The crocodile and watch serve as more than an early warning system for Hook. He is pursued by his greatest fear: death. While Pan sees death as “an awfully big adventure”, Hook is acutely aware that he is constantly ageing, and that one day he will grow old and die. He chases after Pan, who represents eternal youth while running from the crocodile which symbolises the passing of time. Peter Pan taunts him at every point with the one thing Hook wants and can never have: to live forever. 

The Cost of Never Growing Up

As Barrie himself would come to realise, being young forever is not all good. Peter’s belief that everything is a game made him cruel and careless, able to easily replace friends. The worst thing you could do, for him, was to make bore him. He never got the chance to mature, so he kept a grudge against his mother for abandoning him and let it fester. He projected his longing for a mother onto Wendy, but because he can never mature he couldn’t confront the emotions that Wendy’s friendship brought up. Because his emotions never develop past self-indulgence, he’s unable to make genuine connections with people.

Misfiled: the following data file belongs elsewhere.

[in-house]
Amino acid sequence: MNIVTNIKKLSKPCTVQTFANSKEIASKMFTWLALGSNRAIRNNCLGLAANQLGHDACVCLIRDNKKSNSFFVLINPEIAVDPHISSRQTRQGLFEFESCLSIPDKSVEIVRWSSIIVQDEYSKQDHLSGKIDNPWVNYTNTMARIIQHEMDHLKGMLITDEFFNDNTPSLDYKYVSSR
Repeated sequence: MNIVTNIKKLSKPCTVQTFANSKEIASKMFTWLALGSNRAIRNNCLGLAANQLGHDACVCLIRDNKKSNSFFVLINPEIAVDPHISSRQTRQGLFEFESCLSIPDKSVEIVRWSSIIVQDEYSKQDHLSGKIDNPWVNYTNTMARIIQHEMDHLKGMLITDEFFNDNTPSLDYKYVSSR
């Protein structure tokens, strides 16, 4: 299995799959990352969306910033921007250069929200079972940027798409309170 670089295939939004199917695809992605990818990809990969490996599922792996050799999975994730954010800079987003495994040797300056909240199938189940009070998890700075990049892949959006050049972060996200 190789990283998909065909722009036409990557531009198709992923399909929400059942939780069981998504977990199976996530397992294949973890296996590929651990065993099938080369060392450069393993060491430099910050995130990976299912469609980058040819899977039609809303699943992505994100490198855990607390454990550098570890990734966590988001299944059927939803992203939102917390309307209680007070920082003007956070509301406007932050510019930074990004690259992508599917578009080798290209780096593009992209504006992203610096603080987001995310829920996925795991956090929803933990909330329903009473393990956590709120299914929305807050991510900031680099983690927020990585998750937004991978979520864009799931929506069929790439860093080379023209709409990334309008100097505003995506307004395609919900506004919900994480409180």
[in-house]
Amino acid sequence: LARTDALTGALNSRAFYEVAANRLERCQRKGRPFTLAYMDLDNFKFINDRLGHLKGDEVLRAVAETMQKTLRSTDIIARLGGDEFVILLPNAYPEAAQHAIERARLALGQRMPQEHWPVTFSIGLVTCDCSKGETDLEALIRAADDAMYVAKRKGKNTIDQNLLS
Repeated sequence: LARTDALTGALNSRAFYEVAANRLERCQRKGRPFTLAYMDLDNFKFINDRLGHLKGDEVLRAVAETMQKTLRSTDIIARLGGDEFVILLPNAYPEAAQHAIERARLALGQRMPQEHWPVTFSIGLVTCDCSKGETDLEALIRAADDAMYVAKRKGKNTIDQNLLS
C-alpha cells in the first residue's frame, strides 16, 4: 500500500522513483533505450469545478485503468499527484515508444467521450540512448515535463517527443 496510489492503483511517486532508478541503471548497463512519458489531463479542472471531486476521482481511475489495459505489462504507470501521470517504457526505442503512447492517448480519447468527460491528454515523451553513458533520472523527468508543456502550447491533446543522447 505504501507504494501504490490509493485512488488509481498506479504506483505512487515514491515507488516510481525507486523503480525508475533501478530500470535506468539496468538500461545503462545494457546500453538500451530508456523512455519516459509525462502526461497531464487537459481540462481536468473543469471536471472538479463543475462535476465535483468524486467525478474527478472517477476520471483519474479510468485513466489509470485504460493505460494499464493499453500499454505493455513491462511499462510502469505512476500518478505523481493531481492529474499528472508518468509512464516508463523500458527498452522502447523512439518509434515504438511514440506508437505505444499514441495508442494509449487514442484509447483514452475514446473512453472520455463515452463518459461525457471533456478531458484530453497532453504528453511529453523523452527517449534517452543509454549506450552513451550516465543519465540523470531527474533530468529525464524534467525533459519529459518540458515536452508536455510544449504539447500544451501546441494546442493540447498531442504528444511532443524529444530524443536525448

At the end of Barrie’s story, Wendy and her brothers return home. Peter Pan could never understand the grief of their mother, or the comforts of home and a nurturing family. Ultimately, Peter Pan is less of an escapist fantasy than a cautionary tale. Everyone must grow up, but that doesn’t mean that we have to lose our sense of wonder and whimsy. 

Later, I want to talk about the Pixie Hollow books. They’re a much more wholesome Neverland series and a hidden gem of children’s literature. I can’t wait to share them with you!

If you’re a fan of Tinkerbell or fairies in general, I have a new print on Redbubble! Get it on a mug, shirt, sticker, or anything you want!

Creature Feature: The Prehistoric Crocodile